Link to original WordPerfect file

How to access the above link?


All opinions are subject to modification and technical correction prior to official publication in the North Carolina Reports and North Carolina Court of Appeals Reports. In the event of discrepancies between the electronic version of an opinion and the print version appearing in the North Carolina Reports and North Carolina Court of Appeals Reports, the latest print version is to be considered authoritative.

STATE OF NORTH CAROLINA v. DWAYNE RUSSELL EDWARDS

NO. COA03-736

Filed: 4 May 2004

1.    Search and Seizure-_investigatory stop of vehicle-_protective search--motion to suppress

    The trial court did not err in a case arising out of multiple sexual assaults by denying defendant's motion to suppress evidence seized during a warrantless search of his vehicle, because: (1) the trial court made ample findings of fact upon which to conclude that based on the totality of circumstances, the officers were warranted in making an investigatory stop of defendant's vehicle, and given the actions of defendant and the details of the circumstances, the officers were warranted in checking defendant and his immediate surroundings for evidence of a crime; (2) defendant was already under surveillance, and activity at an unusual hour is a factor that may be considered by a law enforcement officer in formulating reasonable suspicion; (3) defendant's vehicle had an expired Illinois registration plate, which was sufficient in and of itself to warrant initially stopping defendant; (4) a protective search of the vehicle was justified based on the facts that the officers saw defendant reach under his car seat and then exit the vehicle with what appeared to be something in his hand, defendant repeatedly refused to comply with the officers' orders, and the officers heard on the alert tone that the victim's assailant had a handgun; and (5) despite the fact that defendant was handcuffed and sitting on the curb when the handgun was found, defendant was still in close proximity to the interior of the vehicle, and the possibility of him gaining immediate control of the handgun while handcuffed or once the handcuffs were removed was still present.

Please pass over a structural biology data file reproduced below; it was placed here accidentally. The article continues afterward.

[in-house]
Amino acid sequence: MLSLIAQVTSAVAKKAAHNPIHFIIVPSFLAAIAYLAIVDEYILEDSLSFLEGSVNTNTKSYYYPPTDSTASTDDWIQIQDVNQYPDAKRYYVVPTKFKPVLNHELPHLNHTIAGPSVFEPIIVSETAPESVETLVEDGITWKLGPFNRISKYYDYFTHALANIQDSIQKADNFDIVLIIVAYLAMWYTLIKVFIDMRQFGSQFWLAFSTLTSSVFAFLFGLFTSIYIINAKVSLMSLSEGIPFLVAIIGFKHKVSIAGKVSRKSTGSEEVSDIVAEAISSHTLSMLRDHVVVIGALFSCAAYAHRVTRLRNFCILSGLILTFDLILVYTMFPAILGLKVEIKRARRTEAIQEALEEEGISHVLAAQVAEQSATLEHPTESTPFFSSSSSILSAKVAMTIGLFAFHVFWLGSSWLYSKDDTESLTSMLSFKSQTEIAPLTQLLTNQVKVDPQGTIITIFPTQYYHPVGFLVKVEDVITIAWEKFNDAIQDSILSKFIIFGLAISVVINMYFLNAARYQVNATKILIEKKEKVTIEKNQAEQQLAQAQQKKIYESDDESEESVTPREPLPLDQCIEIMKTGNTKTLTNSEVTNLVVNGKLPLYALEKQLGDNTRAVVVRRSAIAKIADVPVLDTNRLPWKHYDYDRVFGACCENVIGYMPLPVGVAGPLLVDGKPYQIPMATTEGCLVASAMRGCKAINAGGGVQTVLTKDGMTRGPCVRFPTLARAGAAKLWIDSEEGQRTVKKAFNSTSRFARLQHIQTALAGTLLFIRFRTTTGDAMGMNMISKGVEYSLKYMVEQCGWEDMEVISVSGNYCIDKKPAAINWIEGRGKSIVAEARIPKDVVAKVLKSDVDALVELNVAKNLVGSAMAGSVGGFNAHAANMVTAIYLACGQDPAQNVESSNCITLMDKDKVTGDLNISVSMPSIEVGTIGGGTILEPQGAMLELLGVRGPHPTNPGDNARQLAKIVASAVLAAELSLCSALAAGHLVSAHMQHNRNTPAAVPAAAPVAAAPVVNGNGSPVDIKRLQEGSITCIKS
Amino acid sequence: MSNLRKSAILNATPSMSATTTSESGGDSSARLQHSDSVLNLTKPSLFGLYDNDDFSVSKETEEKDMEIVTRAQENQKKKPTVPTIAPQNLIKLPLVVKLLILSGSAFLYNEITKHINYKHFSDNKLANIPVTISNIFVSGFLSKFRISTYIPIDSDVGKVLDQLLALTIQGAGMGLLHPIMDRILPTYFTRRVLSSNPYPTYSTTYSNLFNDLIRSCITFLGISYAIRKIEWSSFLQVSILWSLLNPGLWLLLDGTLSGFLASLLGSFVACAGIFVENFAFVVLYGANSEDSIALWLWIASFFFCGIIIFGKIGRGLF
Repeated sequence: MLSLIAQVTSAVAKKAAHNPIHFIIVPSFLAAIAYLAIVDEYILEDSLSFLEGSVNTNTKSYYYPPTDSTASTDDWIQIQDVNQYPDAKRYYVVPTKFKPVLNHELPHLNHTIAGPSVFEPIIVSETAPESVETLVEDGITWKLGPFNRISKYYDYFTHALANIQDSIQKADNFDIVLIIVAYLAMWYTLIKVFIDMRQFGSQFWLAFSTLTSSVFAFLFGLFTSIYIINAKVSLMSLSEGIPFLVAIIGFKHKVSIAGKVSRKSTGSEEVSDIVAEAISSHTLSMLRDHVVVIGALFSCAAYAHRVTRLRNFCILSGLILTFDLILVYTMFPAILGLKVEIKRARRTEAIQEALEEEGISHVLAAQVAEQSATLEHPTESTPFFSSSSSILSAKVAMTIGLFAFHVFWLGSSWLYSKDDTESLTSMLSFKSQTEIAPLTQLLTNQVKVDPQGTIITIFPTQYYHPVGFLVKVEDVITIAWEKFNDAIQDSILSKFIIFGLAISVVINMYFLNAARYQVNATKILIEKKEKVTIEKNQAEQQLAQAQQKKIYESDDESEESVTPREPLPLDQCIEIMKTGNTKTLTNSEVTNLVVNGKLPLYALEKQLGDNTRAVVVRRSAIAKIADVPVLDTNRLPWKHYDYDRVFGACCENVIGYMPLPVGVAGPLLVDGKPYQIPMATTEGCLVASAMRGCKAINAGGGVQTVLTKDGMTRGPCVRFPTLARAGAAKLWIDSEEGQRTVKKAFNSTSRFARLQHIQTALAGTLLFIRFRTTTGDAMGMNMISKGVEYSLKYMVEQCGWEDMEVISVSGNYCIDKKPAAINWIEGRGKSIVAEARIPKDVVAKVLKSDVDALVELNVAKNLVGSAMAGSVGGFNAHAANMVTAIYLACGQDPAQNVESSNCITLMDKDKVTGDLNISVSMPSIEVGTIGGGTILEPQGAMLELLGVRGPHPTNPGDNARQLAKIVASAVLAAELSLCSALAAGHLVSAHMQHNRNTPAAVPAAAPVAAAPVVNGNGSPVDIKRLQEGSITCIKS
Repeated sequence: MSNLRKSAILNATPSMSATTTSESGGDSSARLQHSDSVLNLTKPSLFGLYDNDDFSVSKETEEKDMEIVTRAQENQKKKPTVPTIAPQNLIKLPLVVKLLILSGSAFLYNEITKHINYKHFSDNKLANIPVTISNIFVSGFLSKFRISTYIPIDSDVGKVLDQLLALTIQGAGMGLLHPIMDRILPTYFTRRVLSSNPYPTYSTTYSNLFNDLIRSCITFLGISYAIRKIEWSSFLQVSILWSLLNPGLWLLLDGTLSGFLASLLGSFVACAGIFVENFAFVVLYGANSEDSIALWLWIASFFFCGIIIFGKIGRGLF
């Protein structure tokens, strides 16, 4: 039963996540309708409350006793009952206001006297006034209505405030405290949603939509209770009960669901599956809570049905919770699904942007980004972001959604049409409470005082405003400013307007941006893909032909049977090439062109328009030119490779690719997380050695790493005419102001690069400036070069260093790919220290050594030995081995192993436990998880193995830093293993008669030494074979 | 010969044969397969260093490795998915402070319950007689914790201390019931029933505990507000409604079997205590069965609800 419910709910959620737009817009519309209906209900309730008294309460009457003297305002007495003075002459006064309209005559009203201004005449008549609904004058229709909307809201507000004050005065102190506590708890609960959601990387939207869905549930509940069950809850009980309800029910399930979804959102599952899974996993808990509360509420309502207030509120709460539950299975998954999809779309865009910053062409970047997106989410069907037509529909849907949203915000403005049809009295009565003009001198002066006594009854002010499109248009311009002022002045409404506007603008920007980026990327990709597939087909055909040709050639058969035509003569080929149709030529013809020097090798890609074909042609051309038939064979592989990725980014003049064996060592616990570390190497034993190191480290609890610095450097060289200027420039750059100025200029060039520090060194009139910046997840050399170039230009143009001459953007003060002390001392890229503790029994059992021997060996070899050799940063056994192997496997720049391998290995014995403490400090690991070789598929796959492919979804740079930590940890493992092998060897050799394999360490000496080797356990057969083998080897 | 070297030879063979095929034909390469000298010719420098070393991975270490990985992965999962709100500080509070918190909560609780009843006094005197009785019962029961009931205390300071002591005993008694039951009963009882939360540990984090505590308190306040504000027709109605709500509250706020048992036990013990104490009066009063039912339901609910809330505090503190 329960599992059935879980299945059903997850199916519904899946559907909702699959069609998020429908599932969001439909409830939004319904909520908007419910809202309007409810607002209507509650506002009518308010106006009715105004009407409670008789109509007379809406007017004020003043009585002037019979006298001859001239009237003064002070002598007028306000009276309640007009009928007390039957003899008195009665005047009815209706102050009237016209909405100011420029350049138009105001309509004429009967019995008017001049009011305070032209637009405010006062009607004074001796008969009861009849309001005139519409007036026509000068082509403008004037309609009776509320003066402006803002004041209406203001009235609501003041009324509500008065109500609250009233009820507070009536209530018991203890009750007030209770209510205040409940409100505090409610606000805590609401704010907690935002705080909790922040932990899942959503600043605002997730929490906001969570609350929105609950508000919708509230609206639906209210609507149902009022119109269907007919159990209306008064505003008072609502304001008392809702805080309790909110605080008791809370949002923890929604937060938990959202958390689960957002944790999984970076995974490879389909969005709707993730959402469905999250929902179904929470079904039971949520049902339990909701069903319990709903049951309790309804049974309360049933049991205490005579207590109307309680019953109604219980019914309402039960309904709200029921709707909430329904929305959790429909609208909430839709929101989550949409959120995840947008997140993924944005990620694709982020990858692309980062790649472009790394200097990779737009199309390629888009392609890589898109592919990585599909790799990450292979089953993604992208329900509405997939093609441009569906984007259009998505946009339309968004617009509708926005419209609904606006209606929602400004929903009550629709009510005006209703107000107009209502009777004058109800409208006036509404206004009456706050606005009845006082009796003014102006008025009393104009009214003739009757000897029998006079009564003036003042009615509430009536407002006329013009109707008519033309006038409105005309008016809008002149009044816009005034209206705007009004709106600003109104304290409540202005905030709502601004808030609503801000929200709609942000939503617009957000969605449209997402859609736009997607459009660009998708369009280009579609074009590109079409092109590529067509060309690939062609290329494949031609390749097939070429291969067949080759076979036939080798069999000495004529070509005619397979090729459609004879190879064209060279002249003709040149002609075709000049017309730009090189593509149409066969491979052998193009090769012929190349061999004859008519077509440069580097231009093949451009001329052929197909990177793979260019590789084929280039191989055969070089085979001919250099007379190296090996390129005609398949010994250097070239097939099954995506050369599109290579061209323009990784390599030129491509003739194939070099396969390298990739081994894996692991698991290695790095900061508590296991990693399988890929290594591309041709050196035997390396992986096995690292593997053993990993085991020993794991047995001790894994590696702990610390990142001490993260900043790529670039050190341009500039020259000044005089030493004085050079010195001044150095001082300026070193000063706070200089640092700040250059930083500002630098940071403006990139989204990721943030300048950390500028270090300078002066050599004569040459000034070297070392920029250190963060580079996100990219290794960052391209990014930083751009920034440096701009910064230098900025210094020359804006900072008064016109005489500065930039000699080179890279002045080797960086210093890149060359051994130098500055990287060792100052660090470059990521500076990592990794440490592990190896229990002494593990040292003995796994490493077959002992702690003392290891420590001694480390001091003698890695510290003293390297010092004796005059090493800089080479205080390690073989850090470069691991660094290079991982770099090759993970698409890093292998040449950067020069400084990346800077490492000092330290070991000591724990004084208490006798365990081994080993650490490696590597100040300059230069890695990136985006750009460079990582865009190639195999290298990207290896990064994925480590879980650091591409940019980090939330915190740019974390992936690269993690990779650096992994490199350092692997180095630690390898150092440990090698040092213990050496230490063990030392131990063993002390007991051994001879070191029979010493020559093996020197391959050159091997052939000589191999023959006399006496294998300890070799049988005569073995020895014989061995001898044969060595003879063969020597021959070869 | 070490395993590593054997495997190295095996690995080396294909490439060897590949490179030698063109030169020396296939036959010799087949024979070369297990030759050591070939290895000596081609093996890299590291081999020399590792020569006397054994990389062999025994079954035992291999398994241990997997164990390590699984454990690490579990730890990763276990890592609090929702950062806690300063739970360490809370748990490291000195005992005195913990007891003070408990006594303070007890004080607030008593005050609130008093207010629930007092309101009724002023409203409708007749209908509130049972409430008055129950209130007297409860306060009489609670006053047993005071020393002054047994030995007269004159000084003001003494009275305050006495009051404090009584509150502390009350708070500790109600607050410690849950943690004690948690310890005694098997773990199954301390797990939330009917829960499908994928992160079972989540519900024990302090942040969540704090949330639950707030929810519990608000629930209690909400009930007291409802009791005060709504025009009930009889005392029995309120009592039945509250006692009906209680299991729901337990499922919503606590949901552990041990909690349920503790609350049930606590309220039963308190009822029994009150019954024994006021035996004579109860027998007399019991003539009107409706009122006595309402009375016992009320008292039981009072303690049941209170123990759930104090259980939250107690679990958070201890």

2.    Search and Seizure-_search warrant_-motion to suppress

    The trial court did not err in a case arising out of multiple sexual assaults by denying defendant's motions to suppress the evidence seized pursuant to search warrants that were based on the initial warrantless search of his vehicle, because the magistrate had sufficient probable cause to issue search warrants for defendant's home, business, vehicle, and person.

3.    Sentencing--inconsistencies_-consolidation--remand for entry of formal judgment

    Several of defendant's judgments must be remanded to determine the existence of, or to correct, apparent inconsistencies concerning whether the trial court ultimately elected not to consolidate several of the sentences including the felonious breaking and entering conviction in 01CRS050164 and his common law robbery conviction in 01CRS050174, as well as defendant's second-degree kidnapping conviction in 01CRS050134 and his first-degree burglary conviction in 01CRS050135. Further, the case is remanded for formal entry of judgment as to the second- degree sexual offense conviction.

4.    Rape; Sexual Offenses--short-form indictments--first-degree rape--first-degree sexual offense--constitutionality

    The trial court did not err by denying defendant's motion to dismiss the short-form indictments that charged him with first-degree rape and first-degree sexual offense, because the short-form indictments have been constitutionally upheld for use with these type of offenses.